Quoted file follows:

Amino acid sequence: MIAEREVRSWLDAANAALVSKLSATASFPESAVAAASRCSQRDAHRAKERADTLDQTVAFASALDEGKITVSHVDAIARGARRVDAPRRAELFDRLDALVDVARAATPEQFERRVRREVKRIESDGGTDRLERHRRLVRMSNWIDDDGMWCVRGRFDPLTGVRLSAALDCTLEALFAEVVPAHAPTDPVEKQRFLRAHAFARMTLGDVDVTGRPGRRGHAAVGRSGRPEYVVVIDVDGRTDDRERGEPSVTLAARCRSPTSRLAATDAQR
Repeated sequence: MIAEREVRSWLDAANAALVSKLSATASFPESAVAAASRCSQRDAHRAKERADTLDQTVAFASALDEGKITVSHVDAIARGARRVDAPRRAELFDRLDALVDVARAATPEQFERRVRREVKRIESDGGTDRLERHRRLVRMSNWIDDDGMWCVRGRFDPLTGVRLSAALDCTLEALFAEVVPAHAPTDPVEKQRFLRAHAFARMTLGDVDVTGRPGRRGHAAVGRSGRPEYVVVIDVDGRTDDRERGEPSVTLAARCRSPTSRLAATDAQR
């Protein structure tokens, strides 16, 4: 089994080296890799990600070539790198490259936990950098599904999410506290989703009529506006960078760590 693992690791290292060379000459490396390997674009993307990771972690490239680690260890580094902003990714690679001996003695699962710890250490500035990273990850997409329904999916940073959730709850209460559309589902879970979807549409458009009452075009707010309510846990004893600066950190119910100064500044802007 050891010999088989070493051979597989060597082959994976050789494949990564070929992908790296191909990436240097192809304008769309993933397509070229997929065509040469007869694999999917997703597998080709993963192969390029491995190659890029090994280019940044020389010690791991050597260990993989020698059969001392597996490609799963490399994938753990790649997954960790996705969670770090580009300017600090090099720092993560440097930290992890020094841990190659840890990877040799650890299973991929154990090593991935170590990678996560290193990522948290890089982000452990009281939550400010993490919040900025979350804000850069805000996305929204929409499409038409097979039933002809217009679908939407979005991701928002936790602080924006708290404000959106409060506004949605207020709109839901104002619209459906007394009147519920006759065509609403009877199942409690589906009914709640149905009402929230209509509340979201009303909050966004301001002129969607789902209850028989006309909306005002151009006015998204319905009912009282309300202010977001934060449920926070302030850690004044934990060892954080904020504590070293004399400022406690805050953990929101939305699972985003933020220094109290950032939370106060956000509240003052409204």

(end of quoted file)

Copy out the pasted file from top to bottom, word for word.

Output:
Amino acid sequence: MIAEREVRSWLDAANAALVSKLSATASFPESAVAAASRCSQRDAHRAKERADTLDQTVAFASALDEGKITVSHVDAIARGARRVDAPRRAELFDRLDALVDVARAATPEQFERRVRREVKRIESDGGTDRLERHRRLVRMSNWIDDDGMWCVRGRFDPLTGVRLSAALDCTLEALFAEVVPAHAPTDPVEKQRFLRAHAFARMTLGDVDVTGRPGRRGHAAVGRSGRPEYVVVIDVDGRTDDRERGEPSVTLAARCRSPTSRLAATDAQR
Repeated sequence: MIAEREVRSWLDAANAALVSKLSATASFPESAVAAASRCSQRDAHRAKERADTLDQTVAFASALDEGKITVSHVDAIARGARRVDAPRRAELFDRLDALVDVARAATPEQFERRVRREVKRIESDGGTDRLERHRRLVRMSNWIDDDGMWCVRGRFDPLTGVRLSAALDCTLEALFAEVVPAHAPTDPVEKQRFLRAHAFARMTLGDVDVTGRPGRRGHAAVGRSGRPEYVVVIDVDGRTDDRERGEPSVTLAARCRSPTSRLAATDAQR
């Protein structure tokens, strides 16, 4: 089994080296890799990600070539790198490259936990950098599904999410506290989703009529506006960078760590 693992690791290292060379000459490396390997674009993307990771972690490239680690260890580094902003990714690679001996003695699962710890250490500035990273990850997409329904999916940073959730709850209460559309589902879970979807549409458009009452075009707010309510846990004893600066950190119910100064500044802007 050891010999088989070493051979597989060597082959994976050789494949990564070929992908790296191909990436240097192809304008769309993933397509070229997929065509040469007869694999999917997703597998080709993963192969390029491995190659890029090994280019940044020389010690791991050597260990993989020698059969001392597996490609799963490399994938753990790649997954960790996705969670770090580009300017600090090099720092993560440097930290992890020094841990190659840890990877040799650890299973991929154990090593991935170590990678996560290193990522948290890089982000452990009281939550400010993490919040900025979350804000850069805000996305929204929409499409038409097979039933002809217009679908939407979005991701928002936790602080924006708290404000959106409060506004949605207020709109839901104002619209459906007394009147519920006759065509609403009877199942409690589906009914709640149905009402929230209509509340979201009303909050966004301001002129969607789902209850028989006309909306005002151009006015998204319905009912009282309300202010977001934060449920926070302030850690004044934990060892954080904020504590070293004399400022406690805050953990929101939305699972985003933020220094109290950032939370106060956000509240003052409204």